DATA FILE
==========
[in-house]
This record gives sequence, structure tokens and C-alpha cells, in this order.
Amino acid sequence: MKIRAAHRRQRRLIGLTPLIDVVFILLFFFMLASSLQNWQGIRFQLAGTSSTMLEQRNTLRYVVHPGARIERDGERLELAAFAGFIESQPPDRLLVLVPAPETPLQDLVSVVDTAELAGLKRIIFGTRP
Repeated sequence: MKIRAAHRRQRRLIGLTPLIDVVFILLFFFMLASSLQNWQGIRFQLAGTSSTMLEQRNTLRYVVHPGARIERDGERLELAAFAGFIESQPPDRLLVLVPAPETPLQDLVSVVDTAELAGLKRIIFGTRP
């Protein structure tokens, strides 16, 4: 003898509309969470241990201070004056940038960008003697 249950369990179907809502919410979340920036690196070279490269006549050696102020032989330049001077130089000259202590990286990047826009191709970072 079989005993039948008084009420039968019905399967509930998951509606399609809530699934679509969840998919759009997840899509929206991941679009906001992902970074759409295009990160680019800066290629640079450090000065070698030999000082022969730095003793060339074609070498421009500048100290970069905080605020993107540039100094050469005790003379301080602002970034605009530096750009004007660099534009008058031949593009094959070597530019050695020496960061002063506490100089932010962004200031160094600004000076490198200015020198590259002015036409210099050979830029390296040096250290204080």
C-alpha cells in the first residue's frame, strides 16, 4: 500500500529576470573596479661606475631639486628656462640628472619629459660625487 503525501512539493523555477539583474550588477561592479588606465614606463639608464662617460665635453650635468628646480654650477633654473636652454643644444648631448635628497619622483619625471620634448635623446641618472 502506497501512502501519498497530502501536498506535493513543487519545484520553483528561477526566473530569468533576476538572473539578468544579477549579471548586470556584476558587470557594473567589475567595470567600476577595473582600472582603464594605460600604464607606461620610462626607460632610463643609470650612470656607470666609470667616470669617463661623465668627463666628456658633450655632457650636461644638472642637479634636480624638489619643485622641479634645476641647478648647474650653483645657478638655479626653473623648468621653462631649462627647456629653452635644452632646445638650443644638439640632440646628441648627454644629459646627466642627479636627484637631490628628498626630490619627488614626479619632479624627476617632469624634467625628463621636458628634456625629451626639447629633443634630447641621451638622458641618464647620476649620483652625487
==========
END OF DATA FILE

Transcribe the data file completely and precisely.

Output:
[in-house]
This record gives sequence, structure tokens and C-alpha cells, in this order.
Amino acid sequence: MKIRAAHRRQRRLIGLTPLIDVVFILLFFFMLASSLQNWQGIRFQLAGTSSTMLEQRNTLRYVVHPGARIERDGERLELAAFAGFIESQPPDRLLVLVPAPETPLQDLVSVVDTAELAGLKRIIFGTRP
Repeated sequence: MKIRAAHRRQRRLIGLTPLIDVVFILLFFFMLASSLQNWQGIRFQLAGTSSTMLEQRNTLRYVVHPGARIERDGERLELAAFAGFIESQPPDRLLVLVPAPETPLQDLVSVVDTAELAGLKRIIFGTRP
């Protein structure tokens, strides 16, 4: 003898509309969470241990201070004056940038960008003697 249950369990179907809502919410979340920036690196070279490269006549050696102020032989330049001077130089000259202590990286990047826009191709970072 079989005993039948008084009420039968019905399967509930998951509606399609809530699934679509969840998919759009997840899509929206991941679009906001992902970074759409295009990160680019800066290629640079450090000065070698030999000082022969730095003793060339074609070498421009500048100290970069905080605020993107540039100094050469005790003379301080602002970034605009530096750009004007660099534009008058031949593009094959070597530019050695020496960061002063506490100089932010962004200031160094600004000076490198200015020198590259002015036409210099050979830029390296040096250290204080």
C-alpha cells in the first residue's frame, strides 16, 4: 500500500529576470573596479661606475631639486628656462640628472619629459660625487 503525501512539493523555477539583474550588477561592479588606465614606463639608464662617460665635453650635468628646480654650477633654473636652454643644444648631448635628497619622483619625471620634448635623446641618472 502506497501512502501519498497530502501536498506535493513543487519545484520553483528561477526566473530569468533576476538572473539578468544579477549579471548586470556584476558587470557594473567589475567595470567600476577595473582600472582603464594605460600604464607606461620610462626607460632610463643609470650612470656607470666609470667616470669617463661623465668627463666628456658633450655632457650636461644638472642637479634636480624638489619643485622641479634645476641647478648647474650653483645657478638655479626653473623648468621653462631649462627647456629653452635644452632646445638650443644638439640632440646628441648627454644629459646627466642627479636627484637631490628628498626630490619627488614626479619632479624627476617632469624634467625628463621636458628634456625629451626639447629633443634630447641621451638622458641618464647620476649620483652625487